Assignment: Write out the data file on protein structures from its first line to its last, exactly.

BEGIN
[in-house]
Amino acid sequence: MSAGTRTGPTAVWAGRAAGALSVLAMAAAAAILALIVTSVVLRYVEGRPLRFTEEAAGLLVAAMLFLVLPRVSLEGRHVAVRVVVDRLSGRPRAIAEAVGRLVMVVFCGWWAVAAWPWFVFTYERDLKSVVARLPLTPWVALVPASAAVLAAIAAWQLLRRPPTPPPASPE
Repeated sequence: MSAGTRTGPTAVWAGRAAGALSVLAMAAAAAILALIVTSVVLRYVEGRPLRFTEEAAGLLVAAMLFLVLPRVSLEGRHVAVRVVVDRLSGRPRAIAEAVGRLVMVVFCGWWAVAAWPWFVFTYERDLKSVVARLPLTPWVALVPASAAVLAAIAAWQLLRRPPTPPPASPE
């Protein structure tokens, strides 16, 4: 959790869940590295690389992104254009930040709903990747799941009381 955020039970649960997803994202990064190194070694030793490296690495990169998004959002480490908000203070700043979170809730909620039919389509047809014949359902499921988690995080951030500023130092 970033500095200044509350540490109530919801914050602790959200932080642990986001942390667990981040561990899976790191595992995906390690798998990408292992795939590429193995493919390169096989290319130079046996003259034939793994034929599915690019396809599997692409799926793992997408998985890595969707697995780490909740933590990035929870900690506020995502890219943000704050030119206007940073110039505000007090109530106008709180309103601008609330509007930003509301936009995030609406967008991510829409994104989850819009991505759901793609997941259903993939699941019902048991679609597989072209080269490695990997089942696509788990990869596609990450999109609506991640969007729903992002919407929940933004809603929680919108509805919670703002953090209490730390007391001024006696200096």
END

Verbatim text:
[in-house]
Amino acid sequence: MSAGTRTGPTAVWAGRAAGALSVLAMAAAAAILALIVTSVVLRYVEGRPLRFTEEAAGLLVAAMLFLVLPRVSLEGRHVAVRVVVDRLSGRPRAIAEAVGRLVMVVFCGWWAVAAWPWFVFTYERDLKSVVARLPLTPWVALVPASAAVLAAIAAWQLLRRPPTPPPASPE
Repeated sequence: MSAGTRTGPTAVWAGRAAGALSVLAMAAAAAILALIVTSVVLRYVEGRPLRFTEEAAGLLVAAMLFLVLPRVSLEGRHVAVRVVVDRLSGRPRAIAEAVGRLVMVVFCGWWAVAAWPWFVFTYERDLKSVVARLPLTPWVALVPASAAVLAAIAAWQLLRRPPTPPPASPE
């Protein structure tokens, strides 16, 4: 959790869940590295690389992104254009930040709903990747799941009381 955020039970649960997803994202990064190194070694030793490296690495990169998004959002480490908000203070700043979170809730909620039919389509047809014949359902499921988690995080951030500023130092 970033500095200044509350540490109530919801914050602790959200932080642990986001942390667990981040561990899976790191595992995906390690798998990408292992795939590429193995493919390169096989290319130079046996003259034939793994034929599915690019396809599997692409799926793992997408998985890595969707697995780490909740933590990035929870900690506020995502890219943000704050030119206007940073110039505000007090109530106008709180309103601008609330509007930003509301936009995030609406967008991510829409994104989850819009991505759901793609997941259903993939699941019902048991679609597989072209080269490695990997089942696509788990990869596609990450999109609506991640969007729903992002919407929940933004809603929680919108509805919670703002953090209490730390007391001024006696200096």